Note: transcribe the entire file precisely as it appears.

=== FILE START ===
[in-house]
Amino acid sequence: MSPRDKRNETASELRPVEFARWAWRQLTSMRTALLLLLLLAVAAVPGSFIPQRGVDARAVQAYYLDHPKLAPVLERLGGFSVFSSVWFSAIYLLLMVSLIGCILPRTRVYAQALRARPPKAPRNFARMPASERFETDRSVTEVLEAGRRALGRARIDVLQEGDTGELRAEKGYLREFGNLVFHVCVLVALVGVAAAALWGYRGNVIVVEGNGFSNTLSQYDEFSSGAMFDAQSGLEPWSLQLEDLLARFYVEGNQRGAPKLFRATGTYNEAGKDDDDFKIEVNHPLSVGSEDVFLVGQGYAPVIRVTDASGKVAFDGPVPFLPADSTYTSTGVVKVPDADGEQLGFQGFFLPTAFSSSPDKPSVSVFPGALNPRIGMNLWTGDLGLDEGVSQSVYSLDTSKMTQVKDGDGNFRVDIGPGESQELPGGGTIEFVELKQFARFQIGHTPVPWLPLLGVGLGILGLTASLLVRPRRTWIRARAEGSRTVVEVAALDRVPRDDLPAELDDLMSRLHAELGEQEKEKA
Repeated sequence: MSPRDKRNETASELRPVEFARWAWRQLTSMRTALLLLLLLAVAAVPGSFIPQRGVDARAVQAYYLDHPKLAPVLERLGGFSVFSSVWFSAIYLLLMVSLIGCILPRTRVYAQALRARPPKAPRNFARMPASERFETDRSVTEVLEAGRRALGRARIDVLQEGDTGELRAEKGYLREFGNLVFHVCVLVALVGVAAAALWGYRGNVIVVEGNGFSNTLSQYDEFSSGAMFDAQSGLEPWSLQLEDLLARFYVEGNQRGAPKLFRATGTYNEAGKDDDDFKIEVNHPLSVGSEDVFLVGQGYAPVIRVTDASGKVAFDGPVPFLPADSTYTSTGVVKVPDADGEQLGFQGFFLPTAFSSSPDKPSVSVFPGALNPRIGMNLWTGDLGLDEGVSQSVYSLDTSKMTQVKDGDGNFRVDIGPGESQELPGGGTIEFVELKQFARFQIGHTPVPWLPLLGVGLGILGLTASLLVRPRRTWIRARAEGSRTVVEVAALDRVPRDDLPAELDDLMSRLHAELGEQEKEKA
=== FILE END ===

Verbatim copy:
[in-house]
Amino acid sequence: MSPRDKRNETASELRPVEFARWAWRQLTSMRTALLLLLLLAVAAVPGSFIPQRGVDARAVQAYYLDHPKLAPVLERLGGFSVFSSVWFSAIYLLLMVSLIGCILPRTRVYAQALRARPPKAPRNFARMPASERFETDRSVTEVLEAGRRALGRARIDVLQEGDTGELRAEKGYLREFGNLVFHVCVLVALVGVAAAALWGYRGNVIVVEGNGFSNTLSQYDEFSSGAMFDAQSGLEPWSLQLEDLLARFYVEGNQRGAPKLFRATGTYNEAGKDDDDFKIEVNHPLSVGSEDVFLVGQGYAPVIRVTDASGKVAFDGPVPFLPADSTYTSTGVVKVPDADGEQLGFQGFFLPTAFSSSPDKPSVSVFPGALNPRIGMNLWTGDLGLDEGVSQSVYSLDTSKMTQVKDGDGNFRVDIGPGESQELPGGGTIEFVELKQFARFQIGHTPVPWLPLLGVGLGILGLTASLLVRPRRTWIRARAEGSRTVVEVAALDRVPRDDLPAELDDLMSRLHAELGEQEKEKA
Repeated sequence: MSPRDKRNETASELRPVEFARWAWRQLTSMRTALLLLLLLAVAAVPGSFIPQRGVDARAVQAYYLDHPKLAPVLERLGGFSVFSSVWFSAIYLLLMVSLIGCILPRTRVYAQALRARPPKAPRNFARMPASERFETDRSVTEVLEAGRRALGRARIDVLQEGDTGELRAEKGYLREFGNLVFHVCVLVALVGVAAAALWGYRGNVIVVEGNGFSNTLSQYDEFSSGAMFDAQSGLEPWSLQLEDLLARFYVEGNQRGAPKLFRATGTYNEAGKDDDDFKIEVNHPLSVGSEDVFLVGQGYAPVIRVTDASGKVAFDGPVPFLPADSTYTSTGVVKVPDADGEQLGFQGFFLPTAFSSSPDKPSVSVFPGALNPRIGMNLWTGDLGLDEGVSQSVYSLDTSKMTQVKDGDGNFRVDIGPGESQELPGGGTIEFVELKQFARFQIGHTPVPWLPLLGVGLGILGLTASLLVRPRRTWIRARAEGSRTVVEVAALDRVPRDDLPAELDDLMSRLHAELGEQEKEKA